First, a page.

The Top Three Things You Need To Do On Each Hawaiian ... in Torrance, California

Published Dec 08, 21
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Top Things To Do In Hilo Now - This Hawaii Life in Raleigh, North Carolina

You might spot a celebrity or two at this Hollywood favorite, beloved for its 865 acres of palm-fringed coastline. Just a 15-minute drive from the Kona International airport, this Four Seasons has seven pools, a rock amphitheater where kids can overnight, and even an on-site museum and cultural center. The resort, while still open, is under renovation.

8 million-gallon swimmable aquarium, which offers experiences led by on-site marine biologists. For travelers who want to stay on the Hilo side of the island—and close to Hawai‘i Volcanoes National Park—consider this quiet, four-cottage inn on the edge of the rain forest. All cottages are unique, but each has cedar walls, shoji screen, and plenty of windows that look out on giant ferns.

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Sign the island’s Pono Pledge. Pono means “righteous” and the pledge invites travelers to traverse the island with gentleness, humility, and respect. Join a community or educational event put on by Pōhāhā I Ka Lani, a nonprofit devoted to stewardship of Hawai‘i’s sacred land. Guests of the Fairmont Orchid can participate in three different projects: forest reforestation with Waikoloa Dry Forest Reserve, beach cleanup with Hawai‘i Wildlife Fund, and a tree planting with Hawaiian Legacy Reforestation Initiative.

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It’s a morning ritual to greet the sun—one that many Hawai‘ians participate in—that begins on the beach at 6 a. m. Kimitete-Ah Mow, also a Pono pledge ambassador, begins with a short blessing, invites travelers to gaze into the Pacific, and then they face the east and ask the sun to rise with another chant.

Visiting Hawaii In November: Things To Do And What To Expect in Raleigh, North Carolina

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2. Kaua‘i The Garden Isle Travelers looking for a quiet, laid-back island full of natural beauty, waterfalls, and long stretches of beach, as well as a chance to learn about ancient traditions and visit quaint small towns Lushness and serenity reign on the “Garden Isle,” home to the planet’s wettest spot, Mount Waialeale, averaging 451 inches of rain each year.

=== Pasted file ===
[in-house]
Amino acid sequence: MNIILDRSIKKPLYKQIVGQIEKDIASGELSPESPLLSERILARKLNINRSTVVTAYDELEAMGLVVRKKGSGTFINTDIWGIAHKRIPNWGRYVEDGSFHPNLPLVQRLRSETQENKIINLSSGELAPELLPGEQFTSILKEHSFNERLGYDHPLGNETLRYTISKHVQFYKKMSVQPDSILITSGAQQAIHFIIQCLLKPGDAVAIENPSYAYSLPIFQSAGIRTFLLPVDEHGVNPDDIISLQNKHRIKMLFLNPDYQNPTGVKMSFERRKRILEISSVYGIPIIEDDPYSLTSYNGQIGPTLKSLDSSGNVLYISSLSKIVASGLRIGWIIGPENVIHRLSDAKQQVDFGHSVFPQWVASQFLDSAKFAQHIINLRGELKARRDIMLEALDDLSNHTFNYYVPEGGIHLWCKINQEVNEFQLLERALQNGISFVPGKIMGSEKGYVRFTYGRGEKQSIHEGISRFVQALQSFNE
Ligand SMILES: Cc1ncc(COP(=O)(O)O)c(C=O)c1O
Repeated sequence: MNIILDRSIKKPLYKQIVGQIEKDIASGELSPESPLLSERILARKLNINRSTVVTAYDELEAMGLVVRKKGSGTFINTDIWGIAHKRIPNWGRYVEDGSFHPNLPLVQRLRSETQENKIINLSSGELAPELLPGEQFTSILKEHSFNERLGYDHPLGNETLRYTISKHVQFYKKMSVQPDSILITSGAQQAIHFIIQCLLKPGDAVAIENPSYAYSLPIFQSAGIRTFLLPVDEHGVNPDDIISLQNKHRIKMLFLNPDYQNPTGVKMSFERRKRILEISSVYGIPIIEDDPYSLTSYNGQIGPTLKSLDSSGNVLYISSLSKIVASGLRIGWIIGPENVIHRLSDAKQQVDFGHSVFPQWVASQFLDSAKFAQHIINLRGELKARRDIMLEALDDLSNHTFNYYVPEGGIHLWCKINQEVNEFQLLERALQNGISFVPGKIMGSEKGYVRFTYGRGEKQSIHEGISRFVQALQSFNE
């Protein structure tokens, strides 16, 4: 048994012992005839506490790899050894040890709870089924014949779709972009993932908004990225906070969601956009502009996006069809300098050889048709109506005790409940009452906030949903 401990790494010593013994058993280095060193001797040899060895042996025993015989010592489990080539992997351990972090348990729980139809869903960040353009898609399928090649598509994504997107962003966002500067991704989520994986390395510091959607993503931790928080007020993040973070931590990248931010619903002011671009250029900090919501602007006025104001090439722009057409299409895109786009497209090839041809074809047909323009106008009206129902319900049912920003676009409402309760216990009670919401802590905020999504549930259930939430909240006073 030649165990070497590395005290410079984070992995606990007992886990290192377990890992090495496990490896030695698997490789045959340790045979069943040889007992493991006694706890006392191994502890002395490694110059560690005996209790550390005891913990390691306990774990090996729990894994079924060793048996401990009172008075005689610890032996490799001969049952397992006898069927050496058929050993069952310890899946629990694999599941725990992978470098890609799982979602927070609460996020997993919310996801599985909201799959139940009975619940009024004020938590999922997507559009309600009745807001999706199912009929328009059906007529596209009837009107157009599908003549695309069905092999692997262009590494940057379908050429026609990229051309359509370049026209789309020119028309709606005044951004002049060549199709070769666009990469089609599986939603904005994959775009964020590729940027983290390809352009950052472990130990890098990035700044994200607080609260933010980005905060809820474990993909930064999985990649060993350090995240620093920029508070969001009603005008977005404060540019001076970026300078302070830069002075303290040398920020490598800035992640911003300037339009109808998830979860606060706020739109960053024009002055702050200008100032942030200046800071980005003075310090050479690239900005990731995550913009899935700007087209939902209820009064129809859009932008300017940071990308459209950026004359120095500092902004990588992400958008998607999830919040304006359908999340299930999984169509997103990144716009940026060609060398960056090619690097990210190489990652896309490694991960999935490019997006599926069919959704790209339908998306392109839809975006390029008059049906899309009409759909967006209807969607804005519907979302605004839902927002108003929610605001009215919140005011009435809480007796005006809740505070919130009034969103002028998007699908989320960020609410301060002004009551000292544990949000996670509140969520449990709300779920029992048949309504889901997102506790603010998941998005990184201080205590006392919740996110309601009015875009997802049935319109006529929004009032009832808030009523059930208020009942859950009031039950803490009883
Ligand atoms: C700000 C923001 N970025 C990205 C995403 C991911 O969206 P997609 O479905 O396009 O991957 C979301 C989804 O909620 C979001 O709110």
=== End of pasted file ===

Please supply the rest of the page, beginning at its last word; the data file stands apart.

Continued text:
But Waimea—“the Grand Canyon of the Pacific”—and Nāpali Coast State Wilderness Park hog the spotlight. Here waterfalls and swift streams sculpt one of the world’s most staggeringly beautiful wilderness areas, threaded with ancient Hawai‘ian archaeological sites. Just keep in mind that those wishing to visit Haena State Park, which includes Kee and Tunnels beaches, as well as the trailhead, need to make reservations in advance.

Then contrast that riot of water and vegetation with Polihale State Park, where Hawai‘i’s longest stretch of beach covers 15 miles and dunes can pile up to 100 feet high. Most travelers stay along the North Shore (home to Princeville and Hanalei); on the drier, sunnier South Shore, near the town of Poipu; or along the eastern coast, near the Lihue Airport.

Find laid-back luxury at this 59-cottage property (once a sugar plantation) on the sunnier, slightly less-traveled West Side, home to the storied Waimea Canyon. All cottages were built in the late 19th century or early 20th and reflect that charm: painted wood-paneled walls and shaded lanais, each with a fully equipped kitchen.

What Is The Best Island To Visit In Hawaii For First Time Visitors? in Raleigh, North Carolina

Choose from rooms that overlook the gardens, ocean, and pools—and make time to check out each of the three restaurants overseen by chef Mark Arriola, a pioneer in Kaua‘i’s farm-to-table movement. Hawai‘i Land Trust hosts volunteer days, including a marine cleanup on Kāhili Beach on the first Sunday of every month.

Travelers can donate and shop the Mālama Kaua‘i Store (perfect for souvenirs and gifts). Hotels across Kaua‘i, including Kauai‘i’s Marriott Resort and the Grand Hyatt, are also participating in the Mālama Hawai‘i project—find more details on the site. 3. Lāna‘i The Pineapple Island Travelers who crave a small, uncrowded island with a cat sanctuary, golf courses, plantation architecture, and snorkeling Before Lāna‘i was colonized by Westerners, the land—where Hawai‘ian settlers lived off taro and seafood—was rich with native vegetation and purple flowers.

Then came the pineapple years: Before statehood, the United States recognized the Republic of Hawai‘i in 1894 with pineapple entrepreneur, and longtime Hawai‘i resident, Sanford Dole as its president. When Hawai‘i was annexed in 1900, it became a territory, and in 1922, Sanford Dole’s cousin James Drummond Dole bought the island of Lāna‘i to expand his pineapple farming empire.

Ellison, while controversial, has placed an emphasis on sustainability, founding Pulama Lāna‘i to protect native and endangered species, improve water and recycling systems, and attempt to transition the island’s diesel grid to 100 percent renewable energy. Today Lāna‘i remains an off-the-beaten-path destination, with an emphasis on “path”: Only 30 miles of the island’s roads are paved, but there are more than 400 miles of rugged trails you can explore by four-wheel-drive or horse or by hiking.